The Highlands of Scotland have become increasingly popular, especially since COVID and staycations being the only option for many. Unlike other well-known places the Highlands are best seen on a road trip as public transport is scarce. We’ve put together this article to not only help our WildTrax guests but anyone visiting the Highlands. Our top tips for driving in the Highlands of Scotland will ensure you know what to expect, respect and follow the rules of the road. It’s important to know that driver etiquette and road awareness is of the utmost importance when driving in the Highlands especially on the NC500.
Not only are the old country roads used by holidaymakers but by locals as well as they link the local communities and provide access for workers, medical care and more. You’ll also find a variety of wildlife along the route who always have right of way.
Always drive on the left, and when on a single lane try to keep to the left as much as possible. Especially on any roads without markings. If you feel nervous driving on the left of the road (for our international travellers) then we suggest hiring an automatic vehicle. Luckily we have 2 in our Land Rover hire fleet to accommodate you. (The Discovery 4 and the New Defender 110).
All too often we’ve been out on the NC500 and had other vehicles come racing past us. Please don’t treat the Highlands as your personal race track. Technically the official speed limit on single carriage roads in Scotland is 60mph but we do not recommend you drive this speed very often. You should be able to comfortably come to a complete stop within the distance you can safely see in front of you. If you’re in a hired vehicle, you have even more reason to take it slow.
The Highlands has a plethora of scenery, so take the time to and stop and take it all in.
The Highlands are known for their “free-range” animals. They are everywhere and it’s common to see sheep, goats and cows who act as if the road is as much theirs as it is yours. Keep a lookout, keep calm and be patient if sheep decide to dart out in front of you. You may be lucky enough to spot one of our famous Highland Coos…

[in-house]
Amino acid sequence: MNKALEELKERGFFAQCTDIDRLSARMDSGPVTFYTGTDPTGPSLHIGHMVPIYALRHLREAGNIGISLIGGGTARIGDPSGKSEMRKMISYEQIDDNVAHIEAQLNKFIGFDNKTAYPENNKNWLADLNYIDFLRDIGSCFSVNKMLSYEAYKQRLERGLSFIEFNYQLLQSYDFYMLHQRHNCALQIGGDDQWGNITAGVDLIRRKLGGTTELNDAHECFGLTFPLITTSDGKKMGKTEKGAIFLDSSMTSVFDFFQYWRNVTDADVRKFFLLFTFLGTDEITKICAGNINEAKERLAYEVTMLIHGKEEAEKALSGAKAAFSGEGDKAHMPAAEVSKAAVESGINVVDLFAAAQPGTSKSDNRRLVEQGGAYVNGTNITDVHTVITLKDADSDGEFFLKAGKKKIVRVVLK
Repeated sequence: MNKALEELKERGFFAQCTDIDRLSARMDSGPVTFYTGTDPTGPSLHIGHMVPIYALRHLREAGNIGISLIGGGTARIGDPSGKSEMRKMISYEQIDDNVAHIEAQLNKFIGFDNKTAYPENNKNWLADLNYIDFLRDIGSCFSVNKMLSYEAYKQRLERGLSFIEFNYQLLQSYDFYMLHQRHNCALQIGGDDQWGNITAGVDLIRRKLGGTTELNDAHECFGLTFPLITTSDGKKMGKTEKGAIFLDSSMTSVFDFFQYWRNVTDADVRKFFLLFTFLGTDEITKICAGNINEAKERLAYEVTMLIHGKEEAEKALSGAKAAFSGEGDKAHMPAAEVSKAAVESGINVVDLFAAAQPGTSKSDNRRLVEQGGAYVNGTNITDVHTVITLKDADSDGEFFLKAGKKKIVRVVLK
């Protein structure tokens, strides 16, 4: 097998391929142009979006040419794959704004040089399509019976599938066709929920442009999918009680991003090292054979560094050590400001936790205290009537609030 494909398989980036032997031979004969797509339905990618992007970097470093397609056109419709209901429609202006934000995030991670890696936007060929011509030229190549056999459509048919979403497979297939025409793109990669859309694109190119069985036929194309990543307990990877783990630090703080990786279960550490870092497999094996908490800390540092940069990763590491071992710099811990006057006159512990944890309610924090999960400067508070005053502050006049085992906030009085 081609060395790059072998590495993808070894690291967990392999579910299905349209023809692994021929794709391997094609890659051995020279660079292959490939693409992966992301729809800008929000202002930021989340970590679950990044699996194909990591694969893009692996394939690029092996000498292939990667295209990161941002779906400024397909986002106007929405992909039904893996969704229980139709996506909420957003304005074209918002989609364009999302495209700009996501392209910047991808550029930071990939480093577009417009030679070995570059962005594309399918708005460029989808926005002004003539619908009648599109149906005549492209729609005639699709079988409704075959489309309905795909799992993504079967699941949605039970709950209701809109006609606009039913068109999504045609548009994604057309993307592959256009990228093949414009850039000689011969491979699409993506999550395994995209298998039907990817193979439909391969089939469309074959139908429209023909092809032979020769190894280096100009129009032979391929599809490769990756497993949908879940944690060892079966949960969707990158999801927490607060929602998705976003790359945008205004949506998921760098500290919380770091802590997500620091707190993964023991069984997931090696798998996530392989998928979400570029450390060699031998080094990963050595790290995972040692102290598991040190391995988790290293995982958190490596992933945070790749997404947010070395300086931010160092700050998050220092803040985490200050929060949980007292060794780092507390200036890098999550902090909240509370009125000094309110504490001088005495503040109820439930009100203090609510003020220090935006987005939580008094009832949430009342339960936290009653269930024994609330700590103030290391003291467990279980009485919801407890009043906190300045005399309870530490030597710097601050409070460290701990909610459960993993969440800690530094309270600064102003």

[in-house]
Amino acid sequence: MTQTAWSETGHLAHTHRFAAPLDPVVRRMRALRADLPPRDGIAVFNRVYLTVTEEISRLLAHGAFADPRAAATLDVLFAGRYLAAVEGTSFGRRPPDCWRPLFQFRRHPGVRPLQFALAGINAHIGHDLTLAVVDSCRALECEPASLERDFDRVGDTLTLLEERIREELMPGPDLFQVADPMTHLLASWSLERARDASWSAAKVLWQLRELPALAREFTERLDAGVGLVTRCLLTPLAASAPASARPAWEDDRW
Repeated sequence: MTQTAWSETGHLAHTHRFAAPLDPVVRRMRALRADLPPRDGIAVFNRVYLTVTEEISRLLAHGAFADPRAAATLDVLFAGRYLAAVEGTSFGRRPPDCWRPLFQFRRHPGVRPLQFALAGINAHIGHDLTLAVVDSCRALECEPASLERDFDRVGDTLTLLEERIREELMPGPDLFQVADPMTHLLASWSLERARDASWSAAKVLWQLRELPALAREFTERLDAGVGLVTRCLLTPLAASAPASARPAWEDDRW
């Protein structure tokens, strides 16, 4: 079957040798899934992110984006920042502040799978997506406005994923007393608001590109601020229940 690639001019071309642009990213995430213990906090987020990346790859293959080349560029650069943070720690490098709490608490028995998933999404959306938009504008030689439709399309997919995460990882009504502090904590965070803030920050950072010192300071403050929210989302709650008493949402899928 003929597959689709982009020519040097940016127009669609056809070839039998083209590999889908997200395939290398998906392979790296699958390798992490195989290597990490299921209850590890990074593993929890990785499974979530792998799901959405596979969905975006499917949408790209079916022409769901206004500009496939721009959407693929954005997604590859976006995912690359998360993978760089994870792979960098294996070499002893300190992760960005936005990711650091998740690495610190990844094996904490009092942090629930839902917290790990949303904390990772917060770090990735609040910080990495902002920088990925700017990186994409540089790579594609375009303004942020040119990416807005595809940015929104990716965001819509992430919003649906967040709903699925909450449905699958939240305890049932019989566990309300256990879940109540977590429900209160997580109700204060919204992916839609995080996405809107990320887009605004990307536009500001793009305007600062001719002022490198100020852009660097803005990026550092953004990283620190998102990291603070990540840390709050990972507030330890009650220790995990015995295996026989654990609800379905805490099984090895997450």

The abundance of domestic and wild animals found in the outlying areas (and sometimes villages too) is one of the many reasons we feel travelling 60 mph on some of the roads is not advised even if it is legal.
With its picturesque landscape, the Highlands have become a must-do route for cyclists. As a driver, you are expected to go all the way over the centre line markings when you overtake a cyclist in order to give some safe distance. A minimum of 1.5m between your car and the cyclist is required and sometimes you may need to wait before you’re able to safely pass.
It’s a careless driving offence to close-pass someone cycling and puts lives at risk. You can get three points on your driving licence and be fined £100, or receive a criminal conviction for more serious offences. More info on Cycling Scotland.
When exploring the NC500 and other rural parts of the Highlands you’re guaranteed to experience a sudden sharp corner or blind rise as there are many twists and turns in the hilly countryside. They are usually signposted, but it’s your job to anticipate these and approach them sensibly.
You’ll find these periodically throughout the Highlands on single-lane roads. Essentially it is a small place (extended shoulder) for you to pull over to allow other vehicles to pass you. Please note that these are not for parking, picnic spots or overnight stays. If you become aware of a tailback behind you, signal and pull into the nearest passing place to allow others to pass you. It’s nice to be nice and this courteous gesture goes a long way.
When two cars are approaching the one to reach a passing place first is supposed to pull over and allow the other car to pass before proceeding. You’ll find passing places on both the left and the right of the road and technically you’re supposed to pull into the one on the left. But if there is one on the right, stop opposite the passing place to allow enough room that the oncoming vehicle can pass through the passing place to allow you to then continue on.
Unlike the rest of Scotland when embarking on a road trip through the Highlands you need to prepare and plan your route. In the more outlying areas, you won’t find fuel or food stops around every corner and mobile signal is poor at best. When planning your route add on at least an extra hour of time, not only for having to pull into a passing place but for stopping to capture the view for that perfect insta photo.
Our most important tip in this article is to enjoy the adventure. Whether it’s a more populated area or off the beaten track you plan to explore you’re bound to love every minute of it. The Scottish people are generally incredibly friendly and you’ll leave already planning your next trip.